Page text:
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Compared to the 9,000 of taste buds that humans have, cats only have about 500 taste buds. That’s 18 times less than what humans have! With that said, cats are still able to detect if something is sweet, sour, salty, bitter or umami just like how humans have around 5 taste bud types to taste those flavours – the only difference is that sweet things taste different for cats as they lack the protein to appreciate sweetness. Humans have two separate proteins to identify ‘sweet’ tastes while cats only have one of them. As an example, while a marshmallow may be sweet to us humans, there is a possibility a marshmallow may taste like a turnip for cats.
As we all know, cats are obligate carnivores which means that their digestive systems are designed to process meat, not carbohydrates. This is also why cat food is typically higher in protein.
Just like how we would not expect tigers and lions to eat many vegetables or potatoes (they do eat grass sometimes!), neither should we expect cats to do the same. The feline family is naturally designed to process meat, not carbohydrates (which are mostly what sweets are made of). There is no biological need to be able to have taste buds to taste things such as carbohydrates considering their bodies were not designed to run efficiently on carbohydrates in the first place.
However, when it comes to tasting bitterness, cats can taste them better than humans. In fact, even though they have around the same number of bitter taste receptors as humans, seven of them are highly developed. This heightened ability to taste bitterness allows our cats to stay away from toxins considering many carry a bitter taste.
With all this in mind, are there certain food that cats prefer to eat? By now, we know that our cats crave meat and other animal products. However, protein is often expensive and drives up costs in cat food manufacturing which is why you may notice that most cat food still contains a relatively high proportion of carbohydrates.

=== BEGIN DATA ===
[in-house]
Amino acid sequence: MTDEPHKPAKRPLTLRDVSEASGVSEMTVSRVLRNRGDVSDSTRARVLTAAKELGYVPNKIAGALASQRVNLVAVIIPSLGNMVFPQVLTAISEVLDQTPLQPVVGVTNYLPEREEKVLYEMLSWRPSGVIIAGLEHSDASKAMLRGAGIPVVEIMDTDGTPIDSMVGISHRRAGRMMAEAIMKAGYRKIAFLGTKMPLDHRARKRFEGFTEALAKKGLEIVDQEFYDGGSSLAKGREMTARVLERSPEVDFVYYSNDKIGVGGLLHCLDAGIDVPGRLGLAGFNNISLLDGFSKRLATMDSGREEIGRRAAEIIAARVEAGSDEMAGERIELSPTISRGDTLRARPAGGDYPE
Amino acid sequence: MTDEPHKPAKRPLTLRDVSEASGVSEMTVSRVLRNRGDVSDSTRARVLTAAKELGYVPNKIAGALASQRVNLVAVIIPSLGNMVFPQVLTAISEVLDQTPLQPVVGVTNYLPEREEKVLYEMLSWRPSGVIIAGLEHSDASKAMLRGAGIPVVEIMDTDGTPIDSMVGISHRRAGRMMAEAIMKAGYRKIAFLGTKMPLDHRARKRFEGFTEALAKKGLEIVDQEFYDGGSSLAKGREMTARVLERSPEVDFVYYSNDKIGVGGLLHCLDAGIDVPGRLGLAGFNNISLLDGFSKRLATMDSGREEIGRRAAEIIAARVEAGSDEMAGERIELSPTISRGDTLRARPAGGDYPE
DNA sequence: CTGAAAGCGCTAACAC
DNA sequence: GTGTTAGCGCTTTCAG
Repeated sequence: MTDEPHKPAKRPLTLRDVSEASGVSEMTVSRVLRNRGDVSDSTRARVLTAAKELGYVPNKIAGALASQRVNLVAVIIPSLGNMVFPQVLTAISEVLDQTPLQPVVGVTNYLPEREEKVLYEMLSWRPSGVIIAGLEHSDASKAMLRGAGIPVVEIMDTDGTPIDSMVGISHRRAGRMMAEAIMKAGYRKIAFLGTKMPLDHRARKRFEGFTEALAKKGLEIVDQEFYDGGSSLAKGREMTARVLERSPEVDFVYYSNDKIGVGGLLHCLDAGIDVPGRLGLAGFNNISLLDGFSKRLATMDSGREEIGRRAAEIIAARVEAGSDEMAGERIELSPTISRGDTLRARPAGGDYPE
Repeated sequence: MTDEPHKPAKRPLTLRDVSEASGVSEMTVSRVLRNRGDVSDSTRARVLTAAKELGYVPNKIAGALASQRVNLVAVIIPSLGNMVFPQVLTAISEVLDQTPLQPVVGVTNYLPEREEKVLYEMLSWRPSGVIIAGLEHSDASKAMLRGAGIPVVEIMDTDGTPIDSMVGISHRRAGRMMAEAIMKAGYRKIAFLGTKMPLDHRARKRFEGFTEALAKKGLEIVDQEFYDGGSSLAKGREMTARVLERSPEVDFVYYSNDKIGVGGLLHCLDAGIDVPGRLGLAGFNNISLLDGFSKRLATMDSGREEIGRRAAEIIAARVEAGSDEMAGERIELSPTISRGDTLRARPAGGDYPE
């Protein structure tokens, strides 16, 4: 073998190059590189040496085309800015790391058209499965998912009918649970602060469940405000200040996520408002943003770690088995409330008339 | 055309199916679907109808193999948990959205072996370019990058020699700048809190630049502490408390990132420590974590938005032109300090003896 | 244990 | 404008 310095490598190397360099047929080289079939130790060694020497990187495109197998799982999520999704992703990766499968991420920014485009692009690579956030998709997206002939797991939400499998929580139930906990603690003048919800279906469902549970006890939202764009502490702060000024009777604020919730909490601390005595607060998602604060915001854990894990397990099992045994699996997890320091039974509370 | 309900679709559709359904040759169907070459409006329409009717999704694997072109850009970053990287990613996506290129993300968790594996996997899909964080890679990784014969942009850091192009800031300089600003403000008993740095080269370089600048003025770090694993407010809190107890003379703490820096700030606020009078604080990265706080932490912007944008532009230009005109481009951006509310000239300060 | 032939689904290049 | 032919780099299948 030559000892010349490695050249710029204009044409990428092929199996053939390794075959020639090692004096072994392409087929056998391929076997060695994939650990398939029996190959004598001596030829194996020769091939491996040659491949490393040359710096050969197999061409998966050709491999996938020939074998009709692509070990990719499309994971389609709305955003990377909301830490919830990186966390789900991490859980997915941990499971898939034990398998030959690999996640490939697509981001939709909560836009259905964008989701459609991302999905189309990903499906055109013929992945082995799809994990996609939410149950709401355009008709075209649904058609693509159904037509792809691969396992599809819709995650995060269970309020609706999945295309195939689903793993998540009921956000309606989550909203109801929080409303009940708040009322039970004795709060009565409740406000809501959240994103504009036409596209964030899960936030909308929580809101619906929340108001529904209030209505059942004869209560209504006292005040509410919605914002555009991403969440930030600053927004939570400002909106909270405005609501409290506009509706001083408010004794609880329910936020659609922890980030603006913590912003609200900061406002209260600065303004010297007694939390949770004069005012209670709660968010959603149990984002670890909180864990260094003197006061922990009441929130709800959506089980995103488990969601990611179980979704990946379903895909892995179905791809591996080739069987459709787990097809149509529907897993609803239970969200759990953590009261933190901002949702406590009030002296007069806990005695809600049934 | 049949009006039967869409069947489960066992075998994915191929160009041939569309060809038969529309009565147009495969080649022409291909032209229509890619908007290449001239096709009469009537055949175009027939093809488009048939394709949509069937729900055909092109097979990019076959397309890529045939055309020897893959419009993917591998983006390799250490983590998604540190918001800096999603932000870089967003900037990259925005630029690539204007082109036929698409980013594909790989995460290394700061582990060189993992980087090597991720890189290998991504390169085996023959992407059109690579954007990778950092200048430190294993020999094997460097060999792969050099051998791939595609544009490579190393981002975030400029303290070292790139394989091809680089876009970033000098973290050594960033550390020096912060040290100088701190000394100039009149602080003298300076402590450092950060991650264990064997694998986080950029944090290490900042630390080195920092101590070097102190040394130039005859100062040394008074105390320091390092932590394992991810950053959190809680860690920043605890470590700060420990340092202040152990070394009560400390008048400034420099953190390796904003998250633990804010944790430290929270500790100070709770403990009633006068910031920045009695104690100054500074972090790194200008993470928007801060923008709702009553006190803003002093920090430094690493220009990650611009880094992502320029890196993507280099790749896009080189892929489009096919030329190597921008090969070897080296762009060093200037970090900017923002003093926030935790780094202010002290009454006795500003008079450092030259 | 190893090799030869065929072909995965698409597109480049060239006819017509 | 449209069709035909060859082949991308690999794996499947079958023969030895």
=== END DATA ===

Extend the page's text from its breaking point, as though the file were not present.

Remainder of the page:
Cats have receptors where they can “smell” how proteinaceous and oily a food is and if possible, will choose a very specific ratio of these nutrients. They will always choose food high in protein and medium in fat when possible. So why do they eat high carb kibbles and wet food? They add in palatants which are processed ingredients and enzymes that trigger their protein and fat receptors so they think this food is high in proteins and fats.
With that said, veterinarians have started to recommend more diets with higher proteins and lower carbohydrate levels as they have seen a link between diabetes, obesity, and a cat’s diet.1
Flavour wise, we might often scratch our heads as to what our cats’ favourite food might be considering their finicky nature. In fact, a 2022 study by the School of Veterinary Medicine suggests that owners may not be the best predictors of what their cats will prefer as their perceptions of their cats’ preferences were only moderately associated with their cats’ actual flavour acceptance.
Interestingly, another 2017 study revealed that while cats initially seemed to select food based on flavour, they began to seek out food that had an ideal protein-to-fat ratio regardless of the flavour. This proves that the actual taste might mean less to cats than the actual cat food’s nutritional composition.
Where can you find such cat food in Singapore then? Do you need to manually construct a well-balanced diet for your cat? Thankfully the answer to that is no. Consider PetCube’s Gently Cooked Cat Foods which are high in protein, adjusted to appropriate fat levels and contains super low carbohydrate contents.
While it is not harmful to feed your cat small amounts of fruits or desserts (i.e. sweet food items) sparingly, it is important to remember that treats in general should not make up more than 10 percent of your cats’ diet in order to maintain a proper nutrient and caloric balance. This holds true even if you feed your cat ‘healthy’ cat treats or scraps of meat.
At the end of the day, it is important to be mindful of the cat food you feed your cat as you are the main credible source of food they have. When in doubt, always consult your veterinarian before making drastic changes to your cats’ food.
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